Since I wrote about screening mammography a week ago, I thought I would do a quick follow-up. A story in today’s New York Times reported on a study that “discovered” that cancers that are detected between screening mammograms are more aggressive than those detected by mammography.
I used the scare quotes because this was not a discovery; it was a confirmation of a safe prediction. There was almost no chance that was not true, even absent empirical confirmation. That was not the only such example. The NYT story included the observation, “Scientists know that both missed tumors [i.e., those that are detected in the interval between mammograms, but that should have been detected on a mammogram, when re-viewed in retrospect] and interval cancers [the study’s jargon for those that are detected in the interval and were not visible on the previous mammogram] tend to be larger and more advanced than tumors detected at regular screenings.” I suppose that the intended subtext might have been “this should be obvious”, but I have a feeling the reporter thought that it was news. I trust it is obvious that tumors that are detected because they are big enough to be felt or that are causing symptoms are more advanced, on average, than those that can only be seen with a mammogram.
The new “discovery” is not quite so obvious as that. It requires a little more thinking and there was a tiny chance it was not true. To understand that one, think of different hypothetical cancers that are growing at different speeds (a chalkboard would be useful now, but I will try to do it with prose). They will be detected by screening mammography when they get to size S and even without screening when they get to size T, with T>S. Something growing very slowly is very likely to reach size S but not yet size T when a scheduled mammogram occurs, so it will be detected by mammogram. Something growing very fast will spend very little time between S and T, so it is very unlikely a mammogram will be scheduled during this time, and so it will not be detected by a mammogram. As the growth speed varies in between those, it should be obvious that the faster the growth, the more likely it will get from S to T before the next scheduled screen. Thus, it is inevitable that the cancers that are detected between screens will be faster growing. It is possible that fast growing cancers would not be more aggressive (in the sense of spreading beyond the breast and being life-threatening) but that is rather unlikely.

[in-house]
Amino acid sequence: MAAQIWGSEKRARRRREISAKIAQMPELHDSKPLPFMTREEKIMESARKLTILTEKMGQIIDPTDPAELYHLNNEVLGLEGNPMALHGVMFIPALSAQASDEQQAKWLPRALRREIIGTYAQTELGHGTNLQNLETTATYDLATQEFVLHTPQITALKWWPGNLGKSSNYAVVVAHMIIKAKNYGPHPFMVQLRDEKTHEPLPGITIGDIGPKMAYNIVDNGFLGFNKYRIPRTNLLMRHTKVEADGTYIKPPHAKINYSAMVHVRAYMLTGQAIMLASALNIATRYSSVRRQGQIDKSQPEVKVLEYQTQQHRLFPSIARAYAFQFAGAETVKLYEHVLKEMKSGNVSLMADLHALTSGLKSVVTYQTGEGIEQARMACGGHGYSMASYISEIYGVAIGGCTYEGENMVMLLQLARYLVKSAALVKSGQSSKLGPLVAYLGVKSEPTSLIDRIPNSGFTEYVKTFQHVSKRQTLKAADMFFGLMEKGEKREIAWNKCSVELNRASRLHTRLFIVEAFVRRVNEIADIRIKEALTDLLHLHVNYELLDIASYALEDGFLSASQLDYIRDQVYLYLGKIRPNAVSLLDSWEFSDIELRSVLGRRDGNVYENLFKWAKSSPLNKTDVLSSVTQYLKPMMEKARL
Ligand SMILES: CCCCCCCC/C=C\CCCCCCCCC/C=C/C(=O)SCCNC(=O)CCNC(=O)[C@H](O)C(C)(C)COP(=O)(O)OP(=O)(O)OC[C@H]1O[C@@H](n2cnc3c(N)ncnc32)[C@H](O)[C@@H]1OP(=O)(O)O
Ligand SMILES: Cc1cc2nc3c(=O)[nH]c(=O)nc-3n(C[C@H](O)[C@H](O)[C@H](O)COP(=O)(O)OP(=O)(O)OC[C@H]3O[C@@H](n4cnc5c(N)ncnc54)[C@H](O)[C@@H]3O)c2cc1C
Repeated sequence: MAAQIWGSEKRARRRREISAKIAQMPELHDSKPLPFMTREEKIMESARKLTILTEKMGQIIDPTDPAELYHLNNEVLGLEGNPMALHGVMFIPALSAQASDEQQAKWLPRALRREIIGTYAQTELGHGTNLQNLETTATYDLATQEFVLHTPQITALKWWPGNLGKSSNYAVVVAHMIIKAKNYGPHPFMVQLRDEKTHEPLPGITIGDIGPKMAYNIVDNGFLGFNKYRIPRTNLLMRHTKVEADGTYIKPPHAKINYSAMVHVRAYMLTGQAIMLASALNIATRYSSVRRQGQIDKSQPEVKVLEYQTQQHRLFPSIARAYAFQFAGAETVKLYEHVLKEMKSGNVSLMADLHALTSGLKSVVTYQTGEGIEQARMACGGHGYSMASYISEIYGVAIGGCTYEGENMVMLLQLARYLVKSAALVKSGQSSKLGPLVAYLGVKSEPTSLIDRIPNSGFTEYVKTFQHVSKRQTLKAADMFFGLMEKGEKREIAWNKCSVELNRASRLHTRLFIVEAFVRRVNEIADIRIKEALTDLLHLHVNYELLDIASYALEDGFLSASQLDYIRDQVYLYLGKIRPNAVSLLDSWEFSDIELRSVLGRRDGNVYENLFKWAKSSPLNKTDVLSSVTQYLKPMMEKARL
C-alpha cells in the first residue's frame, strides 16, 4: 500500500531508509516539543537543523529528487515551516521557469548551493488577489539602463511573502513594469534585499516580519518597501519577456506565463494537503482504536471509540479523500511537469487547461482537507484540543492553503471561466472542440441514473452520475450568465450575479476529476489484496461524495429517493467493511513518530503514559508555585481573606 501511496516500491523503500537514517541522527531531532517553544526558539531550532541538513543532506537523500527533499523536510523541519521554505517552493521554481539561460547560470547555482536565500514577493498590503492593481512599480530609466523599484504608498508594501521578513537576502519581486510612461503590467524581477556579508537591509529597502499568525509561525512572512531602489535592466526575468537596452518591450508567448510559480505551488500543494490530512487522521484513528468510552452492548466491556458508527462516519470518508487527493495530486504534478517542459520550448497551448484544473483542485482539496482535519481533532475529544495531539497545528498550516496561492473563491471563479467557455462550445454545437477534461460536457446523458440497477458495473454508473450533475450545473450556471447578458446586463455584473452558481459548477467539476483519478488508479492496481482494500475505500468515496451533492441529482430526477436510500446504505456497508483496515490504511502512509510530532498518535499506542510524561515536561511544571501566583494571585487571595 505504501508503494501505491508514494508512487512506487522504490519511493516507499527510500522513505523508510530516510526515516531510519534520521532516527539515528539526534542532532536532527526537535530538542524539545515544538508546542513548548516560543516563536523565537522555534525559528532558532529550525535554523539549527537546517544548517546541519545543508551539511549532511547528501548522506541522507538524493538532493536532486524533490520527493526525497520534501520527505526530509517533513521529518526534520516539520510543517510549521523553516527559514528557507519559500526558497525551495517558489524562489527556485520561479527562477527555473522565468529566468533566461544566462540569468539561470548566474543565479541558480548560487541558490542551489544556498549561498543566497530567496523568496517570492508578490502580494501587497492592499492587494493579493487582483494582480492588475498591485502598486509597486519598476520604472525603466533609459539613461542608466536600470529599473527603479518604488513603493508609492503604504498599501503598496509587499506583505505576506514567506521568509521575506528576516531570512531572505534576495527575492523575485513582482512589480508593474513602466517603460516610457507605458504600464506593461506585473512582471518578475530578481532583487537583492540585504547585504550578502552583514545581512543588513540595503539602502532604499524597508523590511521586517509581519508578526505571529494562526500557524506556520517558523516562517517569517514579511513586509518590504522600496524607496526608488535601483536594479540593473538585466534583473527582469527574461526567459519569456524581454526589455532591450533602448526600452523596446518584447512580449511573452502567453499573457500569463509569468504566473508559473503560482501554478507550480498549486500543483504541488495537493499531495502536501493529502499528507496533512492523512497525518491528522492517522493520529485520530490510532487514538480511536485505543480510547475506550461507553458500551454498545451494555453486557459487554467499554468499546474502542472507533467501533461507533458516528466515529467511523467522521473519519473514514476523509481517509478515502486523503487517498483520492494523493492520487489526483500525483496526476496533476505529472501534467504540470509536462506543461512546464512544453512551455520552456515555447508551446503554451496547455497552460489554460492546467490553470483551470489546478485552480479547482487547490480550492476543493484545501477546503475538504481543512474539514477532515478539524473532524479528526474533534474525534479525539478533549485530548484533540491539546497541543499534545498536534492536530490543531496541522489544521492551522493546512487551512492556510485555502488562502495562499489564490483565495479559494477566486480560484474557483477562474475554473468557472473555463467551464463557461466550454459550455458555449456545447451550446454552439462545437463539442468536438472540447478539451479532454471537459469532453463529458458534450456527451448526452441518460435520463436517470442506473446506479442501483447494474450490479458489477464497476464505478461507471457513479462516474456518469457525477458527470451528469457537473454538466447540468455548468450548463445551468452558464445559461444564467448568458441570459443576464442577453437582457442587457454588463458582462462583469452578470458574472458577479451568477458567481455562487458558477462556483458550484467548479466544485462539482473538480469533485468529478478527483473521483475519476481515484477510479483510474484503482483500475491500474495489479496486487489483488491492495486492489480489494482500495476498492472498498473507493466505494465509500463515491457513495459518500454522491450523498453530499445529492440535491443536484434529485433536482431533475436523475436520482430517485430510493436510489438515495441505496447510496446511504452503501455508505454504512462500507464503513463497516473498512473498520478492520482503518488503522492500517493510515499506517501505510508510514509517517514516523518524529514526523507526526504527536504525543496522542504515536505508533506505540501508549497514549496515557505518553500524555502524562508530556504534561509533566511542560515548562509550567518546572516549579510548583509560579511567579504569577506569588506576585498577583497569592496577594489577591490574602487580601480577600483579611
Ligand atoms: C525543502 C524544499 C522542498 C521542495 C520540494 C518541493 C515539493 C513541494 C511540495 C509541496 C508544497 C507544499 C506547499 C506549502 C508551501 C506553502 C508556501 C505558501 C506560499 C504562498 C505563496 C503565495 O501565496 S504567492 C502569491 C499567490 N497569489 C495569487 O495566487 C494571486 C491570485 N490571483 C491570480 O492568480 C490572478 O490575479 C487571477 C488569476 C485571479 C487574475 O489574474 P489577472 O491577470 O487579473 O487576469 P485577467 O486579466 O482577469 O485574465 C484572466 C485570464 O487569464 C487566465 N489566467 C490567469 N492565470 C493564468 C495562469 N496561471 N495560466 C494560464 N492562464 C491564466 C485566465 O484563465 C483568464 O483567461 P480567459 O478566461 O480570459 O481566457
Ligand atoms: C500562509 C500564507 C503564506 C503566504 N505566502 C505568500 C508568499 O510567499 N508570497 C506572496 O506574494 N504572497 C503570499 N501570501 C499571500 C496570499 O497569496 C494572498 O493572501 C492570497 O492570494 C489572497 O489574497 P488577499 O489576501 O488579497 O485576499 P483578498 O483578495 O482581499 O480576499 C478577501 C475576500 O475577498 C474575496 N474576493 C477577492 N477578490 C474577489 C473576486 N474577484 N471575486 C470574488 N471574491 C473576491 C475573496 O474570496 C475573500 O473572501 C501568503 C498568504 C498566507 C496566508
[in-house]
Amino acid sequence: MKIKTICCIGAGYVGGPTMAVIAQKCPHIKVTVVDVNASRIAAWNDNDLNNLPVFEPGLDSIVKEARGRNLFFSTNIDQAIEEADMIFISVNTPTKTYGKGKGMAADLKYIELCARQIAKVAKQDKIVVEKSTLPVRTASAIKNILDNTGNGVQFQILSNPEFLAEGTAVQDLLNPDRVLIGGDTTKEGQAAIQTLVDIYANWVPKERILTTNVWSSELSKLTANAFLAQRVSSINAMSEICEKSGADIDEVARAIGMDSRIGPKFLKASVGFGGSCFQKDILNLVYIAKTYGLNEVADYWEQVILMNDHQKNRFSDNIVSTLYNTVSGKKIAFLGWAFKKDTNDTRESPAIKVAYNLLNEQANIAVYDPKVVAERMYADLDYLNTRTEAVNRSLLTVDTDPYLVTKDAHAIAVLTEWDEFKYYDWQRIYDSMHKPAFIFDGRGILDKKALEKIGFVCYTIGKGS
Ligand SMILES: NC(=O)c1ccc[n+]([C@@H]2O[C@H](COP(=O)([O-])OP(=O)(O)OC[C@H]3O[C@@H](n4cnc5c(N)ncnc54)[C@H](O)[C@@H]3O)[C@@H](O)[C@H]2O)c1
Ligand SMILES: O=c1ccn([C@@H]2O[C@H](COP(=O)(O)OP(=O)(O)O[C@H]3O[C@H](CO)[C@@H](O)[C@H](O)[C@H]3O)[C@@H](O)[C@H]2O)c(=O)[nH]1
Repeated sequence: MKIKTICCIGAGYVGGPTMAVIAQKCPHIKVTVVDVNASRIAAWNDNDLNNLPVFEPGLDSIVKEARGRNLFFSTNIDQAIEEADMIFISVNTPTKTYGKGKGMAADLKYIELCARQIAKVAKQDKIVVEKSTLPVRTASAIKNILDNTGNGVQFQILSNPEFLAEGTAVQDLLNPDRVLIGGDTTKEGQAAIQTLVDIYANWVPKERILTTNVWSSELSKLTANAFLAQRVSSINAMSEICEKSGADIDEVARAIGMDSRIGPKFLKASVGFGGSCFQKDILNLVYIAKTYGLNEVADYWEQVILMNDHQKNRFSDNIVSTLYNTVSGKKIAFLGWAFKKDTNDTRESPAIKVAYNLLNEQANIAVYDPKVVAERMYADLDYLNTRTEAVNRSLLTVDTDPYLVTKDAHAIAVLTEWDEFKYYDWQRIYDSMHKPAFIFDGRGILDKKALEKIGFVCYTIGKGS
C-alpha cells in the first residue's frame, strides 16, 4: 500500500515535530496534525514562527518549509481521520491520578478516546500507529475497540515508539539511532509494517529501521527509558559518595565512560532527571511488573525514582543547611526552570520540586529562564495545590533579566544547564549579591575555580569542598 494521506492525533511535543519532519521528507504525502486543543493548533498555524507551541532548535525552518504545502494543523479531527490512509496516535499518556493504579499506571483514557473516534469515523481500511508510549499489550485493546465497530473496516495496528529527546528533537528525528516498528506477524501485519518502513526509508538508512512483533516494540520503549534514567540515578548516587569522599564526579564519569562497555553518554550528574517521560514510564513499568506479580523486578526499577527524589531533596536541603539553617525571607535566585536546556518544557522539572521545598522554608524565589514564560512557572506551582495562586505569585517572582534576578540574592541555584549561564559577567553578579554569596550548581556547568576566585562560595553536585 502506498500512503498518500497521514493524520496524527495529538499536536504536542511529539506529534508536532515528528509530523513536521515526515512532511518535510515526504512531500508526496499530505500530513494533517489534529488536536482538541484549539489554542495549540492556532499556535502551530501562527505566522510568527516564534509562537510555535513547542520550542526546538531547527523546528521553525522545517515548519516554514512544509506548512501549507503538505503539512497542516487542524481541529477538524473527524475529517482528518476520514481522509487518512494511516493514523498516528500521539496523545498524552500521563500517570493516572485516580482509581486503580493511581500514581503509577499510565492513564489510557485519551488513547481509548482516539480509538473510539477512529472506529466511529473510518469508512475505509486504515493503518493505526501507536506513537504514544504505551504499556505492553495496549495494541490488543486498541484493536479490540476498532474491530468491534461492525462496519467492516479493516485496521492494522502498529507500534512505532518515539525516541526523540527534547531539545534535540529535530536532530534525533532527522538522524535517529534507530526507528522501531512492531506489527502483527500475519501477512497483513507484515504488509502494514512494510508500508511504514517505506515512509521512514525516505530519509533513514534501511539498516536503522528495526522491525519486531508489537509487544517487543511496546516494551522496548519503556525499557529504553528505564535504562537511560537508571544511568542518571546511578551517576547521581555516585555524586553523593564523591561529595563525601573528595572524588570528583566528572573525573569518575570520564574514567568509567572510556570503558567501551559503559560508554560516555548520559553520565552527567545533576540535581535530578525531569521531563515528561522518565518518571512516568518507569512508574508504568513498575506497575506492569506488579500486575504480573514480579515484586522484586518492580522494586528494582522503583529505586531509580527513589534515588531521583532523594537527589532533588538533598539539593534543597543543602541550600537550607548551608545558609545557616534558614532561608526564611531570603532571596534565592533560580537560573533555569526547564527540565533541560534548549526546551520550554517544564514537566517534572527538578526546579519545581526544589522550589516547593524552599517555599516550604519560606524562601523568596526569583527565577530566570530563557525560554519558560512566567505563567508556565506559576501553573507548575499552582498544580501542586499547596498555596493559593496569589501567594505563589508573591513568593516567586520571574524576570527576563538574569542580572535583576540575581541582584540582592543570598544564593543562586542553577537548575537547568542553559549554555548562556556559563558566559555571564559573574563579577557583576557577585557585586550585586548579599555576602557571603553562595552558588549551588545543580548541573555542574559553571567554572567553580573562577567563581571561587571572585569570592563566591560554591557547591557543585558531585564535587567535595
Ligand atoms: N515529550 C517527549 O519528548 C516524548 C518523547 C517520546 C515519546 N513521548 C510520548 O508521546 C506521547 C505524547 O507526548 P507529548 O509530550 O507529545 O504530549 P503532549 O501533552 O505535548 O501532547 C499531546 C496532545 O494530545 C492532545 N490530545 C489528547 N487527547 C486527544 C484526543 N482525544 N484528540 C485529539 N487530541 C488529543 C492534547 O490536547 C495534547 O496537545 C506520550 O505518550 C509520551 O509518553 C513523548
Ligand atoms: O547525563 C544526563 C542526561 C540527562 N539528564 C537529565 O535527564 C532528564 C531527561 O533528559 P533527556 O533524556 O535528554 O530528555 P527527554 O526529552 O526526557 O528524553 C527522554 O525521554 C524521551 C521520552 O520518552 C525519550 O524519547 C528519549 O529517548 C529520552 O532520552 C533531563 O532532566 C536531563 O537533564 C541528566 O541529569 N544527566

This well-known phenomenon is one of the reasons that cancer screening in general is not as useful as the typical naive assessment suggests. Screening is much better at catching the cancers that are slow growing and would thus be less of a problem even if detected later without screening. So the screen-detected cancers are easier to successfully treat, making it look like screening was causing more effective treatment when it was really just selecting the cases that are easier to treat.
The new study result should have been presented as a confirmation of an obvious prediction, not a discovery. It is really too bad that people in health research and reporting do not realize that a hypothesis is not just a word that is preceded by “null” and used in statistical testing.
On the positive side, the policy recommendation by the study authors was much better than usual:
If we set aside that this was not really a “finding” and that there is no such thing as an existential unconditional “need”, we can appreciate the use of “suggests”, meaning “all else equal, knowing this (again, pretending we did not know it already) argues for moving our priorities more toward….”. And the “different approaches” could almost be seen as a heretical suggestion that the boondoggle that is the current screening mammography industry could be improved upon. It was probably already considered heretical that they did not call for even more of the current tech screening.